Hay yields in 2022 will be much lower than last year, and in areas with the worst droughts, there is no hay season.
“Producers don’t have anything to pack,” said Gary Strickland, agricultural extension director at Oklahoma State University in Jackson County. “They probably got one patch of clover, maybe a second if it was under irrigation.”
In the dryland fields of the southwestern region, summer forages, such as Sudanese grasses and pearl millet, showed very little growth. Strickland toured five provincial counties two weeks ago and found field after field of grass burned from drought and extreme heat.
“The nutritional toxicity associated with Sudanese grasses and sorghum in drought is also a concern,” Strickland said in a university news release. “We had very little wheat straw hay because of the high wheat acreage, and the irrigated Bermuda grass is not producing the tonnage it normally does.”
People read too…
Dryland Bermudagrass needs rain and cool temperatures to recover before winter. The current environment of extreme heat in the evening hours did not allow the grasses to recover overnight from the heat of the day.
“A lot of producers say they don’t have the hay to support their herds, and they’ve had to get cattle off pastures earlier than usual to prevent cattle from grazing perennial grasses too low,” he said.
Southwest Oklahoma isn’t the only area experiencing the crisis.
“Our producers are talking about feeding hay in mid-August instead of starting in mid-October,” said Chad Webb, director of agricultural extension at Ohio State University and an agriculture educator in Noble County, Oklahoma. “That’s two months of feeding with less hay.”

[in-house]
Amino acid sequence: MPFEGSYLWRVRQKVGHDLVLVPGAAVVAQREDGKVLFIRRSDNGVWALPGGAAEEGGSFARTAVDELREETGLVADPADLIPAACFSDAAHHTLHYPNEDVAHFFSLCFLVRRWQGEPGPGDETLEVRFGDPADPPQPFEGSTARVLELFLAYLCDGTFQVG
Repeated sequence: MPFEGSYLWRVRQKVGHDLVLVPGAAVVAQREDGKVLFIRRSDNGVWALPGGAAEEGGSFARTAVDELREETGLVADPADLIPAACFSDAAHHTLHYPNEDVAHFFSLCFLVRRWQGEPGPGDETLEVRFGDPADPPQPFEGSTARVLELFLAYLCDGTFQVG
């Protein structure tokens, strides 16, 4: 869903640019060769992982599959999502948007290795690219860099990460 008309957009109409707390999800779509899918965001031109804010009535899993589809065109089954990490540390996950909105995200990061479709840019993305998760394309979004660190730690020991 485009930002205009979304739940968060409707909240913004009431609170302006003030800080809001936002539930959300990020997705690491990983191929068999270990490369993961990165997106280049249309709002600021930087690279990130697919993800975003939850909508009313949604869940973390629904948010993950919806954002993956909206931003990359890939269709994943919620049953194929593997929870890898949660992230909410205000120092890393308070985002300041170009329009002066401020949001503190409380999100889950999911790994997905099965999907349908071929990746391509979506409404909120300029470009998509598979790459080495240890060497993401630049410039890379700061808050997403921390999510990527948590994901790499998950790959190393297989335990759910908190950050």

The pressure from high input costs and low feed supplies is difficult for livestock farmers. Less hay is available to purchase in drought years, and hay prices can contribute to higher input costs. Webb said some ranchers in his county are considering planting wheat for winter feed. Others are reducing their operations’ stocking rates to levels that can be maintained through the rest of the summer and into the fall.
Paul Beck, a beef nutritionist at Ohio State University, offered the following tips for developing a sustainable herd plan for the winter:
- For producers who typically reserve or buy calves, sell them early or market them in a farm yard or feedlot. When feed production is limited, these calves can reduce cow culling.
- Selling replacement heifers. These females will not provide a marketable calf for more than a year.
- Reduce the herd to a reasonable number by selling cows that are older, less productive, or require higher levels of nutrients.
- Fence the farm now before you start feeding hay. Dividing the farm allows pastures to rest and recover through rotational grazing.
- Determine how much hay you have and how much you can feed each day for the expected feeding period. Feeding up to 10 pounds per day per cow may require purchasing more hay or roughage.
- Test hay and other roughage sources to determine protein and energy amounts. Ohio State University Extension specialist Brian Arnall discusses bagging summer crops for alternative forage on The Ohio State University Agricultural University’s SUNUP TV show.
- Consider planting warm-season annuals as a grazing crop in late summer to fill early fall forage gaps. Warm-season annuals can produce 4 to 5 tons of dry matter per acre in 45 days when planted in late summer.
- Plant cool-season annual grasses in pastures.
- Balance the supplements or nutrition program appropriate for the process.
- Consider feeding monensin to cows. It has been shown to reduce feed intake by 8% without affecting cow body weight or body condition.